Dalit votes are likely to be split between the BJP, Cong and AAP, political observers say

With around eight percent of Gujarat’s population, the Dalits are not a numerically dominant community in the state, but their votes in the forthcoming general election are likely to be split between the ruling BJP, the opposition Congress and the new Aam Aadmi party, say political observers. All political parties are trying their best to woo the community because, aside from 13 seats (out of 182 in the state) reserved for the scheduled castes, Dalit voters say they have a few dozen other seats up for grabs throw.

While the BJP is confident that Dalits will vote in favor of this year’s state assembly polls, Congress says it pays attention to seats with 10 percent or more Dalit population. The BJP has won a majority of the 13 seats reserved for Scheduled Castes since 1995. In 2007 and 2012, she won 11 and 10 of those seats, respectively, while Congress had won two and three seats.

But in 2017, the BJP faltered, only winning seven seats while Congress won five. One seat was won by a Congressional-backed independent. One of the Congressional MLAs, Pravin Maru of Gadhada, resigned in 2020 and joined the BJP in 2022. Atmaram Parmar of the BJP won the constituency by-election.

Sociologist Gaurang Jani claimed that the Dalits in Gujarat are a confused community in terms of political affiliation. Not as large in number as many other communities, they are further divided into three sub-castes – Vankar, Rohit and Valimki. “They are divided among themselves, with the BJP attracting Vankar, the highest in the stratum. They are louder and more urban. But Valmiki, who are mostly sanitation workers, are divided,” claimed Jani, a retired Gujarat University professor.

The three political parties and the three caste segments would lead to a split in Dalit votes, he said. “This will cause their political importance to diminish, especially as the community lacks a strong leader,” he added.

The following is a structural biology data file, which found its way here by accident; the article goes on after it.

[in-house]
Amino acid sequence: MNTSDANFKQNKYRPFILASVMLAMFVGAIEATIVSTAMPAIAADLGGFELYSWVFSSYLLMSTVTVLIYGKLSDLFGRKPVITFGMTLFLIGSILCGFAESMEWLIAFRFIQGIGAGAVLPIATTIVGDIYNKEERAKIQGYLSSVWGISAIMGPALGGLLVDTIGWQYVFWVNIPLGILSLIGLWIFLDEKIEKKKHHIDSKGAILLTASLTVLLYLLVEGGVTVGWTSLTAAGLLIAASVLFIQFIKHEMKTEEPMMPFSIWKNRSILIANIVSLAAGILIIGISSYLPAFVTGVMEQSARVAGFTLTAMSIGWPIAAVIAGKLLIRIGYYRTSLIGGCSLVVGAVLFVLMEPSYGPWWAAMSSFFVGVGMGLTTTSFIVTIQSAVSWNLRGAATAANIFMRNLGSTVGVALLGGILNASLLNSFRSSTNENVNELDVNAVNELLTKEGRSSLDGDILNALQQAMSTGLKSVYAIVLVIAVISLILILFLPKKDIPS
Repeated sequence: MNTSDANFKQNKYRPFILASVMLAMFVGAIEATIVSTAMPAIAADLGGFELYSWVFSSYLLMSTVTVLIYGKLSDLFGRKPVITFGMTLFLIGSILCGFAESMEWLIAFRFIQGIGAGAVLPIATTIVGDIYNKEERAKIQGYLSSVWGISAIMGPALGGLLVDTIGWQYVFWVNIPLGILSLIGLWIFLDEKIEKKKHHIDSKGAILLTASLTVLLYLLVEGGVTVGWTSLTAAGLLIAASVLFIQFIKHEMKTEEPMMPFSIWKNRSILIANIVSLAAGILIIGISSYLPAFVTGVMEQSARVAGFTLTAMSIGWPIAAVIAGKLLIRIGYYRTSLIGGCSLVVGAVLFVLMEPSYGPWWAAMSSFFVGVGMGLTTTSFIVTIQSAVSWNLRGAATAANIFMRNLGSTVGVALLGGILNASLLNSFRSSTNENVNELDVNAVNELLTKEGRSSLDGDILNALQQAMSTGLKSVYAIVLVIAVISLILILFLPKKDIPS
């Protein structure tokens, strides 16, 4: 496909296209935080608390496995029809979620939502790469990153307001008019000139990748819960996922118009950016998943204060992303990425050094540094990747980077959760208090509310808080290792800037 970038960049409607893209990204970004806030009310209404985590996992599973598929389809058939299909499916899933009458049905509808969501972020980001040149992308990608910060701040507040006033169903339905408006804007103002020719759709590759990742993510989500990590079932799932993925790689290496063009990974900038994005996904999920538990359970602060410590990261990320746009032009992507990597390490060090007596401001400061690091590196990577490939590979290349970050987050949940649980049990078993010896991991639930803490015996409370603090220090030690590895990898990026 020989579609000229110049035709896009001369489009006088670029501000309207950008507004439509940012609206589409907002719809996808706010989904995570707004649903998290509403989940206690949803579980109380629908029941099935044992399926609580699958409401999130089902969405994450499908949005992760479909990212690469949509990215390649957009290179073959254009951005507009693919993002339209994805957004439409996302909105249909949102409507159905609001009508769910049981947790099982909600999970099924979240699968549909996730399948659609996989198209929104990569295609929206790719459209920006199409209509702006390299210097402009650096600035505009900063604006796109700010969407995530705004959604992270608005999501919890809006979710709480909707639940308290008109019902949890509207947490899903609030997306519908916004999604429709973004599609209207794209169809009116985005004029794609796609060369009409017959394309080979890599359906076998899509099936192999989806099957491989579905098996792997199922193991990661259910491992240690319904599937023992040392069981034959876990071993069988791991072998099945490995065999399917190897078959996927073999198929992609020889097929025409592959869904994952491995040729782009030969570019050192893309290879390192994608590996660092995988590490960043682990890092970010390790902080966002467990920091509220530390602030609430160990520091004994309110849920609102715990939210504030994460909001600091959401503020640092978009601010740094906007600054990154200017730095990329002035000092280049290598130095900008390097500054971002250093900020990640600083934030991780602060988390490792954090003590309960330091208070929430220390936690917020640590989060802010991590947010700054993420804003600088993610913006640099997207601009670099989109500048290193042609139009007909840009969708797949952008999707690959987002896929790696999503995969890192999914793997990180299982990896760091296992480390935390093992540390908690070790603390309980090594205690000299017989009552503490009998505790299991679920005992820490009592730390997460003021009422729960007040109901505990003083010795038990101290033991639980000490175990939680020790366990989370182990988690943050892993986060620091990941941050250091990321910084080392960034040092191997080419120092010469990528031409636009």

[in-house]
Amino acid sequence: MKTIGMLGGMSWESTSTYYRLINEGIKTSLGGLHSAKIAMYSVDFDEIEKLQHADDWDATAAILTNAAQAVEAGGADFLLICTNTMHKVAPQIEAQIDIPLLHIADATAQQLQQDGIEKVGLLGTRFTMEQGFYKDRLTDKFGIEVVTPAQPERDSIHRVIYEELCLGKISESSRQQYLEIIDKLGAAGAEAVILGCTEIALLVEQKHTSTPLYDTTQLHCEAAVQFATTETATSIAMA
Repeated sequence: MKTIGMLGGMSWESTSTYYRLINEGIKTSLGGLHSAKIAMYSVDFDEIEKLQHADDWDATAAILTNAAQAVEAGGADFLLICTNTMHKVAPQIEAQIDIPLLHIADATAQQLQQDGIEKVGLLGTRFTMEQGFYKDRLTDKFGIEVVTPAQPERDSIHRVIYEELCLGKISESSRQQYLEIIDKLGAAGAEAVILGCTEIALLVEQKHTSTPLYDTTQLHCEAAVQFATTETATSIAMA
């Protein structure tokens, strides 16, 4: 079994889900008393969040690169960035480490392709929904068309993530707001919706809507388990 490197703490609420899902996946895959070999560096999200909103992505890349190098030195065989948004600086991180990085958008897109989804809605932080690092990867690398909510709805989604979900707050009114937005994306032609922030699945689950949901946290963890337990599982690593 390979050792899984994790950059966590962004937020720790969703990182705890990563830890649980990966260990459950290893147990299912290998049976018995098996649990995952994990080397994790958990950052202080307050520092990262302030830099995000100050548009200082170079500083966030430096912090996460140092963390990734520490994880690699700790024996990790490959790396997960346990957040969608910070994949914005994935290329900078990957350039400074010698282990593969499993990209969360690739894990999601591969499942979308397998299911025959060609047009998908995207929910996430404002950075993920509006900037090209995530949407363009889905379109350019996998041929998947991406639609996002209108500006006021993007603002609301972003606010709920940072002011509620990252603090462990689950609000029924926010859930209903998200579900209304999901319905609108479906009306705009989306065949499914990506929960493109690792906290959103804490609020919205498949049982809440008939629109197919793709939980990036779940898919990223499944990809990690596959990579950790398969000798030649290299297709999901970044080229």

With newcomer AAP claiming the legacy of Dr. BR Ambedkar raises, community voices are likely to be split in three directions, Jani said. “The new generation of the community is confused … The voting behavior of the youth is divided between all three parties. The partition will not benefit any political party or the community,” he said.

The BJP has been in power for 27 years. In every election that has taken place over these 27 years, Dalits have supported both the BJP and Congress equally. The BJP has also taken many initiatives to attract Dalits. Because they were in power, Dalit leaders were given positions on various bodies, he said. “Dalits enjoy a long association with the BJP,” said Jani. On the other hand, Congress cannot hold the Dalit community as it has long since left power, he said. “Even in the opposition, it hasn’t raised their issues as well as was expected. Many Dalit leaders in Congress switched to the BJP. The party’s KHAM (Kshatriya, Harijan, Adivasi, Muslim) strategy could not work as polarization towards Hindutva further marginalized the Dalits,” said Jani.